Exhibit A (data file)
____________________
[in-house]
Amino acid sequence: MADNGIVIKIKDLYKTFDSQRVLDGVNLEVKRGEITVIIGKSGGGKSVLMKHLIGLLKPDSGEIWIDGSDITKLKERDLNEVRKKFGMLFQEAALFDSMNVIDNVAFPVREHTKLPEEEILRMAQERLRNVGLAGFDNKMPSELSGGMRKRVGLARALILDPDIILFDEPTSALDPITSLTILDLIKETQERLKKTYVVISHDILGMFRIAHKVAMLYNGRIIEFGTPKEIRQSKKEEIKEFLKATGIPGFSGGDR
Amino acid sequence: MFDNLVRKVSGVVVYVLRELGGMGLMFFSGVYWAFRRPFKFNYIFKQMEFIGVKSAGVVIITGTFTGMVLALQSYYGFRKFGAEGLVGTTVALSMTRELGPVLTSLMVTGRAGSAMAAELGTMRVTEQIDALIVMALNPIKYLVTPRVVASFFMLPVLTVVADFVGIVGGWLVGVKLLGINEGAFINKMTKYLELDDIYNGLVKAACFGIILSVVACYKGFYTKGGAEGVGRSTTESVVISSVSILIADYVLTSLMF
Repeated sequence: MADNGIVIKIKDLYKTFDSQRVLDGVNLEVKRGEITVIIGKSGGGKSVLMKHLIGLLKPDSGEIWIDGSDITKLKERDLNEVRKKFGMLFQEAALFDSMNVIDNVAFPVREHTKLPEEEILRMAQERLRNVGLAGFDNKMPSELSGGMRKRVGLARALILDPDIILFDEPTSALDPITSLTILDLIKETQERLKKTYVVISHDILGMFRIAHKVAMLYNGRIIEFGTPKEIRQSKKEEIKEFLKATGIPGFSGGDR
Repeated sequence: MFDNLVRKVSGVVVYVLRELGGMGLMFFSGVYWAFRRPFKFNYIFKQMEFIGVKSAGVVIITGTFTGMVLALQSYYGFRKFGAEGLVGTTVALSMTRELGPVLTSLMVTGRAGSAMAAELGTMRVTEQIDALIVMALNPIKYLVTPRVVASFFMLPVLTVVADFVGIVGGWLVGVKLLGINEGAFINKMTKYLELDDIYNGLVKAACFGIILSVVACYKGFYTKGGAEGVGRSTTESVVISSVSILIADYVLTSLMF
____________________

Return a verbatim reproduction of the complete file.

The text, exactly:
[in-house]
Amino acid sequence: MADNGIVIKIKDLYKTFDSQRVLDGVNLEVKRGEITVIIGKSGGGKSVLMKHLIGLLKPDSGEIWIDGSDITKLKERDLNEVRKKFGMLFQEAALFDSMNVIDNVAFPVREHTKLPEEEILRMAQERLRNVGLAGFDNKMPSELSGGMRKRVGLARALILDPDIILFDEPTSALDPITSLTILDLIKETQERLKKTYVVISHDILGMFRIAHKVAMLYNGRIIEFGTPKEIRQSKKEEIKEFLKATGIPGFSGGDR
Amino acid sequence: MFDNLVRKVSGVVVYVLRELGGMGLMFFSGVYWAFRRPFKFNYIFKQMEFIGVKSAGVVIITGTFTGMVLALQSYYGFRKFGAEGLVGTTVALSMTRELGPVLTSLMVTGRAGSAMAAELGTMRVTEQIDALIVMALNPIKYLVTPRVVASFFMLPVLTVVADFVGIVGGWLVGVKLLGINEGAFINKMTKYLELDDIYNGLVKAACFGIILSVVACYKGFYTKGGAEGVGRSTTESVVISSVSILIADYVLTSLMF
Repeated sequence: MADNGIVIKIKDLYKTFDSQRVLDGVNLEVKRGEITVIIGKSGGGKSVLMKHLIGLLKPDSGEIWIDGSDITKLKERDLNEVRKKFGMLFQEAALFDSMNVIDNVAFPVREHTKLPEEEILRMAQERLRNVGLAGFDNKMPSELSGGMRKRVGLARALILDPDIILFDEPTSALDPITSLTILDLIKETQERLKKTYVVISHDILGMFRIAHKVAMLYNGRIIEFGTPKEIRQSKKEEIKEFLKATGIPGFSGGDR
Repeated sequence: MFDNLVRKVSGVVVYVLRELGGMGLMFFSGVYWAFRRPFKFNYIFKQMEFIGVKSAGVVIITGTFTGMVLALQSYYGFRKFGAEGLVGTTVALSMTRELGPVLTSLMVTGRAGSAMAAELGTMRVTEQIDALIVMALNPIKYLVTPRVVASFFMLPVLTVVADFVGIVGGWLVGVKLLGINEGAFINKMTKYLELDDIYNGLVKAACFGIILSVVACYKGFYTKGGAEGVGRSTTESVVISSVSILIADYVLTSLMF